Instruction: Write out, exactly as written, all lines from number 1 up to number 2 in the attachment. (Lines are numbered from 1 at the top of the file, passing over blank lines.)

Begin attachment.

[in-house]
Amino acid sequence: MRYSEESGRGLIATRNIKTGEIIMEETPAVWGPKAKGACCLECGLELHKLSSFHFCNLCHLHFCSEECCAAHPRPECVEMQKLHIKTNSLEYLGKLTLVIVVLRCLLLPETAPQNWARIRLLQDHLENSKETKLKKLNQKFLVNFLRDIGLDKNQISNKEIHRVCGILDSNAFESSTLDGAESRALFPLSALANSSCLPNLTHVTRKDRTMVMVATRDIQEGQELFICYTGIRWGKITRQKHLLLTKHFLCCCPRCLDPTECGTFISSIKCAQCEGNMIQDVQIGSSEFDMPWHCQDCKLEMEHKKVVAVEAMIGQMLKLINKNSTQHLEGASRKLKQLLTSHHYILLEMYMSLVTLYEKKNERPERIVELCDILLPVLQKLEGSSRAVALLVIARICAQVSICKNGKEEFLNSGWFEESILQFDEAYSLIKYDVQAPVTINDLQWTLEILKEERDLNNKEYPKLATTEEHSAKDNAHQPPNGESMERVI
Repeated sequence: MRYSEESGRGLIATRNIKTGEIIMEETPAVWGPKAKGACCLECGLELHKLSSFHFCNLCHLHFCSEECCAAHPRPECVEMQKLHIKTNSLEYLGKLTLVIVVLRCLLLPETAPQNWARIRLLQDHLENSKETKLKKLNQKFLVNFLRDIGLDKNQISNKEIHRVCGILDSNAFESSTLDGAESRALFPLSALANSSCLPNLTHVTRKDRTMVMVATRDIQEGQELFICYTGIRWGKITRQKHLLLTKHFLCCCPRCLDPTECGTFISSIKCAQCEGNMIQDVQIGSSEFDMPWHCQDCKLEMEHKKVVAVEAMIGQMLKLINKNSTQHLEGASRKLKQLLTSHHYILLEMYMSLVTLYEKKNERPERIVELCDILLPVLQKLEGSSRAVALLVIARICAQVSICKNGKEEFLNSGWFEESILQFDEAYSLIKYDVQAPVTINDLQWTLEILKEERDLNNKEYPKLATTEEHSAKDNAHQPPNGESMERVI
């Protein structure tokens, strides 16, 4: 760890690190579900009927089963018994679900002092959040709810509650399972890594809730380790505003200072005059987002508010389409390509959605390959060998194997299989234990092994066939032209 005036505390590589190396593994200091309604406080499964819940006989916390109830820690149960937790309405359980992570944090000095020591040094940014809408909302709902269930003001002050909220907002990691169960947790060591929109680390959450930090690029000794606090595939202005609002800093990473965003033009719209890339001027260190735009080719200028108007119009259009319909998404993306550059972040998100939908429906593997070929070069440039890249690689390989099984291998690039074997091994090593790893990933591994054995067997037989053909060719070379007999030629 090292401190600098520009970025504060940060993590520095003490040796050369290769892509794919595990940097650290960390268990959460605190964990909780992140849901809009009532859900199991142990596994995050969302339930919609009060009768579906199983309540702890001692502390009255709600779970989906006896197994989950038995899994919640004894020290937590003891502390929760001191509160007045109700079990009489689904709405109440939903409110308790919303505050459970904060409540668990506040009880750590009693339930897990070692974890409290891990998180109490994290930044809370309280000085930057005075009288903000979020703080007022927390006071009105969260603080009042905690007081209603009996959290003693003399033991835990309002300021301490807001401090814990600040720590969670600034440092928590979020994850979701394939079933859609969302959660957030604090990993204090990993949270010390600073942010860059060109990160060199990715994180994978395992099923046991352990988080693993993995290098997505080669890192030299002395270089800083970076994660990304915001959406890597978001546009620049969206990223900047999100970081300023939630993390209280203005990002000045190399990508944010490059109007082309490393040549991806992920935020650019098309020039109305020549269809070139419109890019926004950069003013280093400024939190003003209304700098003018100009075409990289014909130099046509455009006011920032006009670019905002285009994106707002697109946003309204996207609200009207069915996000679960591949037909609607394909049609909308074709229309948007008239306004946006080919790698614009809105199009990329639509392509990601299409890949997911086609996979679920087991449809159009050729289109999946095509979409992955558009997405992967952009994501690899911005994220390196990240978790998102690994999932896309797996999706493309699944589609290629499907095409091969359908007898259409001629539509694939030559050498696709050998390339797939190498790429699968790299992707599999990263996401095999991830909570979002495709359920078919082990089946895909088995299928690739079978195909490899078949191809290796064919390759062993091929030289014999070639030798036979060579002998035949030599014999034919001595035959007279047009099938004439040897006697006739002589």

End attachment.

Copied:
[in-house]
Amino acid sequence: MRYSEESGRGLIATRNIKTGEIIMEETPAVWGPKAKGACCLECGLELHKLSSFHFCNLCHLHFCSEECCAAHPRPECVEMQKLHIKTNSLEYLGKLTLVIVVLRCLLLPETAPQNWARIRLLQDHLENSKETKLKKLNQKFLVNFLRDIGLDKNQISNKEIHRVCGILDSNAFESSTLDGAESRALFPLSALANSSCLPNLTHVTRKDRTMVMVATRDIQEGQELFICYTGIRWGKITRQKHLLLTKHFLCCCPRCLDPTECGTFISSIKCAQCEGNMIQDVQIGSSEFDMPWHCQDCKLEMEHKKVVAVEAMIGQMLKLINKNSTQHLEGASRKLKQLLTSHHYILLEMYMSLVTLYEKKNERPERIVELCDILLPVLQKLEGSSRAVALLVIARICAQVSICKNGKEEFLNSGWFEESILQFDEAYSLIKYDVQAPVTINDLQWTLEILKEERDLNNKEYPKLATTEEHSAKDNAHQPPNGESMERVI